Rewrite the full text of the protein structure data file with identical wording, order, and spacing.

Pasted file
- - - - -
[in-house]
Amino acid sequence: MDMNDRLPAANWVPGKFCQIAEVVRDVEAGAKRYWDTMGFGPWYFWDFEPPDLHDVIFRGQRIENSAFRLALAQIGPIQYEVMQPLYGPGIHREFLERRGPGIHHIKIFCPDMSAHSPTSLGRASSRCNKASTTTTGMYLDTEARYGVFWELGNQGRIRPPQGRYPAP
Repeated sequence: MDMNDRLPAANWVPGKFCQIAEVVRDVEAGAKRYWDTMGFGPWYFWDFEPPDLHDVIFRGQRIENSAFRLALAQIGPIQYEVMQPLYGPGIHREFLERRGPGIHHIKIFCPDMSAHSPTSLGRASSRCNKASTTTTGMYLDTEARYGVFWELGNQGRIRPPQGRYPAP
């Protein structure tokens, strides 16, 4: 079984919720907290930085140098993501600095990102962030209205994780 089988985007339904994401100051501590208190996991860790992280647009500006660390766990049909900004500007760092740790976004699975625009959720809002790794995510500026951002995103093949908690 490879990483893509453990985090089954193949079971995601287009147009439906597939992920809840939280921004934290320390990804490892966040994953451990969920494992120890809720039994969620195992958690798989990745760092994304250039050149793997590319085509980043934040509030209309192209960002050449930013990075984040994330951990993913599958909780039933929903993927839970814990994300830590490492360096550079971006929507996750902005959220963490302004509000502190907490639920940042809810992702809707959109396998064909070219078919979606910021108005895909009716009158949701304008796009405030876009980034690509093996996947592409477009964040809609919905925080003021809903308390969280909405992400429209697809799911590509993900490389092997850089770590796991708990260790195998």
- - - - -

[in-house]
Amino acid sequence: MDMNDRLPAANWVPGKFCQIAEVVRDVEAGAKRYWDTMGFGPWYFWDFEPPDLHDVIFRGQRIENSAFRLALAQIGPIQYEVMQPLYGPGIHREFLERRGPGIHHIKIFCPDMSAHSPTSLGRASSRCNKASTTTTGMYLDTEARYGVFWELGNQGRIRPPQGRYPAP
Repeated sequence: MDMNDRLPAANWVPGKFCQIAEVVRDVEAGAKRYWDTMGFGPWYFWDFEPPDLHDVIFRGQRIENSAFRLALAQIGPIQYEVMQPLYGPGIHREFLERRGPGIHHIKIFCPDMSAHSPTSLGRASSRCNKASTTTTGMYLDTEARYGVFWELGNQGRIRPPQGRYPAP
């Protein structure tokens, strides 16, 4: 079984919720907290930085140098993501600095990102962030209205994780 089988985007339904994401100051501590208190996991860790992280647009500006660390766990049909900004500007760092740790976004699975625009959720809002790794995510500026951002995103093949908690 490879990483893509453990985090089954193949079971995601287009147009439906597939992920809840939280921004934290320390990804490892966040994953451990969920494992120890809720039994969620195992958690798989990745760092994304250039050149793997590319085509980043934040509030209309192209960002050449930013990075984040994330951990993913599958909780039933929903993927839970814990994300830590490492360096550079971006929507996750902005959220963490302004509000502190907490639920940042809810992702809707959109396998064909070219078919979606910021108005895909009716009158949701304008796009405030876009980034690509093996996947592409477009964040809609919905925080003021809903308390969280909405992400429209697809799911590509993900490389092997850089770590796991708990260790195998």